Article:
Summing up 2020's Asia TV Forum (ATF) Online+

A huge advantage with online conferences is the ability to catch up on-demand after a long list of scheduled meetings and here's featuring some of the more insightful bits of 2020's Asia TV Forum.

Though the ATF Online+ platform wasn't the most user-friendly and you'll know why from this post, some of the keynote speakers gave considerable insights to ponder as we wind down 2020 and count on progress with the promise of a COVID-19 vaccine in 2021.

The screenings are an anticipated segment in most content trade events, ATF was no different. Although in this edition, the most compelling ones seemingly hail from Taiwan and China.

Taiwan's Public Television System (PTS) is evidently on a roll, dishing out four new series, one of which, Detention, already premiered globally on Netflix early December. If you're a horror junkie, we promise you won't be disappointed. Other series acquired by Netflix include "Green Door" and "A Touch of Green". PTS will launch the next series, "The Magician on The Skywalk" in 2021, with "Tears on Fire" and "Formosa 1867" aka "Seqalu" to follow, as reported on the Taiwan Creative Content Agency (TAICCA).

As for China's latest features, there were many but "The Longest Day in Chang An" by Media Caravan stood out. The trailer alone promises a thrilling journey back to Chang An in the Tang Dynasty era. If you like action, suspense and Chinese historical fiction, this might be for you. Back to modern day drama, "Quiet Among Disquiet" is a woman's story on her climb up the corporate ladder in the fashion and media world. As the protagonist was forced out of her company, she stood fearless and strived to get back on the top. Talk about cutthroat in the Chinese workplace? This series will probably show a thing or two, with a touch of women empowerment.

What creates successful genres? During the session, "Leading the Charge to Victory with Formats", Ms Seo Hye Jin, Executive Director at TV Chosun, responsible for the success stories of Korean reality TV shows, "Mr. Trot" and "Miss Trot", revealed, "The most successful genres play into the emotions of humans." It never hurts to put yourselves in the shoes of others, does it?

Day 2 at ATF Online+ saw Jez Zhang, CEO & Chief Analyst of iiMedia Research Group spoke regarding the development of China's Film and TV industry for 2020 plus a 2021 forecast. As the COVID-19 pandemic saw a sharp decline in global box office revenues, countless film premieres were either postponed or cancelled. Just how lucrative is the box office business? Since 2005, global box office revenues have been steadily increasing from $23.1B to $42.2B in 2019. Asia Pacific accounts for around $17.8B in 2019, compared to North America at $11.4B and Europe, Middle East & Africa at $10.3B. Among all, South Korea suffered the largest decline at 56% in Q1, 2020.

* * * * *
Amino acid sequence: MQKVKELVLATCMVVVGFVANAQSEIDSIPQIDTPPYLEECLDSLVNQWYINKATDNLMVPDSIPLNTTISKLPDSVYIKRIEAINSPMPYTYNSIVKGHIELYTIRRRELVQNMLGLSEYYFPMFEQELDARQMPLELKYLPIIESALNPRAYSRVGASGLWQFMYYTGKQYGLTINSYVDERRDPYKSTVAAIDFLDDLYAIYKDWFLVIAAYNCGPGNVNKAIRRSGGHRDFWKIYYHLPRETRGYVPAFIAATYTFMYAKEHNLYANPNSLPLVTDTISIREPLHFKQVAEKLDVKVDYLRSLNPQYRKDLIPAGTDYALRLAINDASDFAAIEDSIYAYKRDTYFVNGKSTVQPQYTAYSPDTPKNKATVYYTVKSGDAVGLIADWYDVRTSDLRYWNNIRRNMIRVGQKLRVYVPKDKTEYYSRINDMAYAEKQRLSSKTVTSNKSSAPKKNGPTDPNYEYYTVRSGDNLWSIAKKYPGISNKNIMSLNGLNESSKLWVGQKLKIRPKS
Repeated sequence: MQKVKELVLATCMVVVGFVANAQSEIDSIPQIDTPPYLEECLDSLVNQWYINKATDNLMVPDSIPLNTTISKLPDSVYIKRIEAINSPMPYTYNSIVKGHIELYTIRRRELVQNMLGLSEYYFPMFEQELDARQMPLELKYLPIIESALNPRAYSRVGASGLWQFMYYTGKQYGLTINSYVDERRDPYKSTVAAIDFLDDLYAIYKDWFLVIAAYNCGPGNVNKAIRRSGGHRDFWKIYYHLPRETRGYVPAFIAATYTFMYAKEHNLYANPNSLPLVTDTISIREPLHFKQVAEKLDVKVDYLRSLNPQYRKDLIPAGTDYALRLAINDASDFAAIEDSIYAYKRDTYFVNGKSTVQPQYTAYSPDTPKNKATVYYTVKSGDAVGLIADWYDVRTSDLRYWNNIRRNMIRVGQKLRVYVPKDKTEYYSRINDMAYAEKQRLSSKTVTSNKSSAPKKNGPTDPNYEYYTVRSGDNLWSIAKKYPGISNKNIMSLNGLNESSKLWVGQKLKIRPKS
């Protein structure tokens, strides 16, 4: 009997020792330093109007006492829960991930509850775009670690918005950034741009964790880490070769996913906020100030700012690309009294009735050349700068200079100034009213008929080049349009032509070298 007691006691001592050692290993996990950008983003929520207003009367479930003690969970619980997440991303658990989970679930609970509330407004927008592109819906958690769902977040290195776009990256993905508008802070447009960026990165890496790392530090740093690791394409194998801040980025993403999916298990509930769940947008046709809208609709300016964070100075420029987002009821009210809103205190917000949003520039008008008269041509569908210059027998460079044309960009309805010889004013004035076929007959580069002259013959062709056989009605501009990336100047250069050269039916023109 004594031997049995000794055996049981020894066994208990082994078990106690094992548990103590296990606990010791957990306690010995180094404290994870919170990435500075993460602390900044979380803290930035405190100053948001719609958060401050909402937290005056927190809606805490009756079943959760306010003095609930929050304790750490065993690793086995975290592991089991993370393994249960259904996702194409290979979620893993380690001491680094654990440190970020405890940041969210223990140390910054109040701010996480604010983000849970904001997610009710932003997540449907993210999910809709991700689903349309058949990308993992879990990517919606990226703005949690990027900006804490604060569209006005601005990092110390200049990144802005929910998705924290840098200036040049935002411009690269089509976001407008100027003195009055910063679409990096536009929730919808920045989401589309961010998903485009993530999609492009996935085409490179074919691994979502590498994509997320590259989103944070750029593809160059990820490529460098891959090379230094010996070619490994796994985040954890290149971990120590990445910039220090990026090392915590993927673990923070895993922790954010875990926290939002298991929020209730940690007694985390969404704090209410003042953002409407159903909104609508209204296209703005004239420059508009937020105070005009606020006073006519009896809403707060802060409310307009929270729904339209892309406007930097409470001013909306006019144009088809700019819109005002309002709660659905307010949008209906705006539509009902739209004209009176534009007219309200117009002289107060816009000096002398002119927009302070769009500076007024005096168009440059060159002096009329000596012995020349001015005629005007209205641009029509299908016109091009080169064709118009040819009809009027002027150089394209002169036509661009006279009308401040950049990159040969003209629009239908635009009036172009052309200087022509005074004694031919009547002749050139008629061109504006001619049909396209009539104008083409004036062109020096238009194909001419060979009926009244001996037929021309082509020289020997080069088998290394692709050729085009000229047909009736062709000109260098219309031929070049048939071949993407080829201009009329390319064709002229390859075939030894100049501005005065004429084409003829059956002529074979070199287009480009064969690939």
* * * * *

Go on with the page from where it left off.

Even as China re-opens, movie theaters aren't able to operate at full capacity due to social distancing measures. This limits the reach of films and thus, distributors turned to online video platforms. The result? Pretty good it seems. According to iiMedia, iQiyi and Tencent saw an increase in monthly active users during the Lunar New Year holidays (when COVID-19 hit China) and the following were observed:

- More than 70% of Chinese OTT viewers were aged 30 or below.

- Online video platforms have become an important risk averse film distribution channel for industry

- Noting positive reviews on social media, popular content on OTT platforms don't necessarily feature top actors and/or actresses. Content quality matters more.

- iQiyi increased it subscription pricing and revenues are expected to surpass box office revenues in time.

- In China, since locally produced content account for 85% of overall viewership, a greater shift for domestic produced films is likely.

The highlight of Day 3 was "Talking Taiwan: The State of Things to Come" with Dennis Yang, CEO & Managing Partner of Studio76. His wealth of experience as an entertainment media professional enlightened viewers as he shared his foresight and wisdom about the Taiwanese market.

- Mentioning Smart Cinema: A company utilizing a premium video on demand (PVOD) model, skipping a theatrical release and hitting video platforms for viewers to enjoy at a fee. The company started in Taiwan and to date has launched in both US and Korea.

- Not all genres are loved equally: The horror genre that appeals to female more than male in Taiwan. The Korean audience seem to reflect similar tastes. Scary show tend to be less effective in Japan nor Brazil. They apparently better appreciate romantic comedies and teenage love stories respectively.

- Rising Stories: A script competition co-organized by Studio76, Mediacorp WeTV and X-Media, will start accepting Chinese submissions next February. The hope is to attract new, young and talented writers. Dennis added this is also a way to get new stories.

- Netflix success: Representing series and films with simple storylines portrayed by strong characters. Stories are compellingly narrated, yet focused on building strong characters of the protagonists. "Emily in Paris" was an example cited.

Despite being the established individual he is, through his work at Studio76, Dennis hasn't stopped learning about the young Taiwan audience nor the international OTT market. Further, he continues to make waves in the Chinese media and production community, enabling young aspiring writers and producers to step up, in and out of Taiwan.

Images are screenshots from ATF Online+.